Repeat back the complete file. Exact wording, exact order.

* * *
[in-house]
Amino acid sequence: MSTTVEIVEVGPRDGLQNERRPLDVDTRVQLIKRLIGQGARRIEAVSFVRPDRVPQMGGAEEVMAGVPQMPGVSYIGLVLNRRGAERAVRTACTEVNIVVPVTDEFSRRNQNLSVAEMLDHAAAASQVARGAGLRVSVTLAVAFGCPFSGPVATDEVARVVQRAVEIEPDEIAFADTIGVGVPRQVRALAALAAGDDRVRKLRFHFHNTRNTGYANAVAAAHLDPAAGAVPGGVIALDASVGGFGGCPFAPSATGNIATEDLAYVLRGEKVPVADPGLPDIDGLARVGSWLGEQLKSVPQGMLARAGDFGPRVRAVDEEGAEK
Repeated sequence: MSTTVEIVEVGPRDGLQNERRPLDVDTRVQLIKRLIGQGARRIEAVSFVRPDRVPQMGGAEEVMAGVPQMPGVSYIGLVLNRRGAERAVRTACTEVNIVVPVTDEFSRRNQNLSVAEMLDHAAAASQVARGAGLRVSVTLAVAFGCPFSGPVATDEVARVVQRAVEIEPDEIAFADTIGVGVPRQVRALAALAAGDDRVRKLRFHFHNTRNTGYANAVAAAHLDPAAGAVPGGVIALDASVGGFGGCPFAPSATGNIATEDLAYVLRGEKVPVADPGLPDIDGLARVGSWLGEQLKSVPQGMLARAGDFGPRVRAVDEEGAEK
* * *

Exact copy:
[in-house]
Amino acid sequence: MSTTVEIVEVGPRDGLQNERRPLDVDTRVQLIKRLIGQGARRIEAVSFVRPDRVPQMGGAEEVMAGVPQMPGVSYIGLVLNRRGAERAVRTACTEVNIVVPVTDEFSRRNQNLSVAEMLDHAAAASQVARGAGLRVSVTLAVAFGCPFSGPVATDEVARVVQRAVEIEPDEIAFADTIGVGVPRQVRALAALAAGDDRVRKLRFHFHNTRNTGYANAVAAAHLDPAAGAVPGGVIALDASVGGFGGCPFAPSATGNIATEDLAYVLRGEKVPVADPGLPDIDGLARVGSWLGEQLKSVPQGMLARAGDFGPRVRAVDEEGAEK
Repeated sequence: MSTTVEIVEVGPRDGLQNERRPLDVDTRVQLIKRLIGQGARRIEAVSFVRPDRVPQMGGAEEVMAGVPQMPGVSYIGLVLNRRGAERAVRTACTEVNIVVPVTDEFSRRNQNLSVAEMLDHAAAASQVARGAGLRVSVTLAVAFGCPFSGPVATDEVARVVQRAVEIEPDEIAFADTIGVGVPRQVRALAALAAGDDRVRKLRFHFHNTRNTGYANAVAAAHLDPAAGAVPGGVIALDASVGGFGGCPFAPSATGNIATEDLAYVLRGEKVPVADPGLPDIDGLARVGSWLGEQLKSVPQGMLARAGDFGPRVRAVDEEGAEK